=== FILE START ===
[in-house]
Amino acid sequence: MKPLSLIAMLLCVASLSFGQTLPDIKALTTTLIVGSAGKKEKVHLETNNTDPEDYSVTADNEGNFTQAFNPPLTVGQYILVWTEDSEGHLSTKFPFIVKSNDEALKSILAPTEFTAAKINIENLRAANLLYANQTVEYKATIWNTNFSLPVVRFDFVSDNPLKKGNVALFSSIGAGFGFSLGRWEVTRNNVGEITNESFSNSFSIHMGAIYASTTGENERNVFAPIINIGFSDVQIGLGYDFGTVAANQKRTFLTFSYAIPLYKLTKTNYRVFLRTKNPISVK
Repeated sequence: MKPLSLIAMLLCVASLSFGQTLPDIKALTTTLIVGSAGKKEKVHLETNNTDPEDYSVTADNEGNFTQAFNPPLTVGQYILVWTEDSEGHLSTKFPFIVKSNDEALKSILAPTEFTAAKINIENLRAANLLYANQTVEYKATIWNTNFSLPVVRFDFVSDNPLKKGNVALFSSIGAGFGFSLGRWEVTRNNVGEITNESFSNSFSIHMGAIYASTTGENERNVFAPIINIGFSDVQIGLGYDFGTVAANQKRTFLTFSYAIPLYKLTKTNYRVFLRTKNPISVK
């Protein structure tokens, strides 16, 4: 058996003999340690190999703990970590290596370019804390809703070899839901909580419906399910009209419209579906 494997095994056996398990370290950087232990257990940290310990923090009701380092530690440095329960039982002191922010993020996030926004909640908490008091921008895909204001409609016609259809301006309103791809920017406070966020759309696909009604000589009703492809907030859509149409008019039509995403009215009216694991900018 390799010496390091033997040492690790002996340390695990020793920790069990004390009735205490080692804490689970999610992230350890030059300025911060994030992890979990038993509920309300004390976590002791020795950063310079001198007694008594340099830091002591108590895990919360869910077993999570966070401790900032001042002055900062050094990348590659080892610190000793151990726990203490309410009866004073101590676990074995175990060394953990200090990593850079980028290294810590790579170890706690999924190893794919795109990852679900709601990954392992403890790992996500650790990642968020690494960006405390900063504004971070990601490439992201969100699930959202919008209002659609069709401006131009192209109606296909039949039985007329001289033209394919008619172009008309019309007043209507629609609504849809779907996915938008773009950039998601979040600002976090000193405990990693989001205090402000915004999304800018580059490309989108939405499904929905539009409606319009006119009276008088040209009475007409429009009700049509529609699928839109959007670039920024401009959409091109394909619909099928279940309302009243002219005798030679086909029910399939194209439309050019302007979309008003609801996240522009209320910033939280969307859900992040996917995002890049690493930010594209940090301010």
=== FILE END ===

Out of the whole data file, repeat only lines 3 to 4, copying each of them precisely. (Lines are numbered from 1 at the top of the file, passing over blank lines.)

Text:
Repeated sequence: MKPLSLIAMLLCVASLSFGQTLPDIKALTTTLIVGSAGKKEKVHLETNNTDPEDYSVTADNEGNFTQAFNPPLTVGQYILVWTEDSEGHLSTKFPFIVKSNDEALKSILAPTEFTAAKINIENLRAANLLYANQTVEYKATIWNTNFSLPVVRFDFVSDNPLKKGNVALFSSIGAGFGFSLGRWEVTRNNVGEITNESFSNSFSIHMGAIYASTTGENERNVFAPIINIGFSDVQIGLGYDFGTVAANQKRTFLTFSYAIPLYKLTKTNYRVFLRTKNPISVK
């Protein structure tokens, strides 16, 4: 058996003999340690190999703990970590290596370019804390809703070899839901909580419906399910009209419209579906 494997095994056996398990370290950087232990257990940290310990923090009701380092530690440095329960039982002191922010993020996030926004909640908490008091921008895909204001409609016609259809301006309103791809920017406070966020759309696909009604000589009703492809907030859509149409008019039509995403009215009216694991900018 390799010496390091033997040492690790002996340390695990020793920790069990004390009735205490080692804490689970999610992230350890030059300025911060994030992890979990038993509920309300004390976590002791020795950063310079001198007694008594340099830091002591108590895990919360869910077993999570966070401790900032001042002055900062050094990348590659080892610190000793151990726990203490309410009866004073101590676990074995175990060394953990200090990593850079980028290294810590790579170890706690999924190893794919795109990852679900709601990954392992403890790992996500650790990642968020690494960006405390900063504004971070990601490439992201969100699930959202919008209002659609069709401006131009192209109606296909039949039985007329001289033209394919008619172009008309019309007043209507629609609504849809779907996915938008773009950039998601979040600002976090000193405990990693989001205090402000915004999304800018580059490309989108939405499904929905539009409606319009006119009276008088040209009475007409429009009700049509529609699928839109959007670039920024401009959409091109394909619909099928279940309302009243002219005798030679086909029910399939194209439309050019302007979309008003609801996240522009209320910033939280969307859900992040996917995002890049690493930010594209940090301010």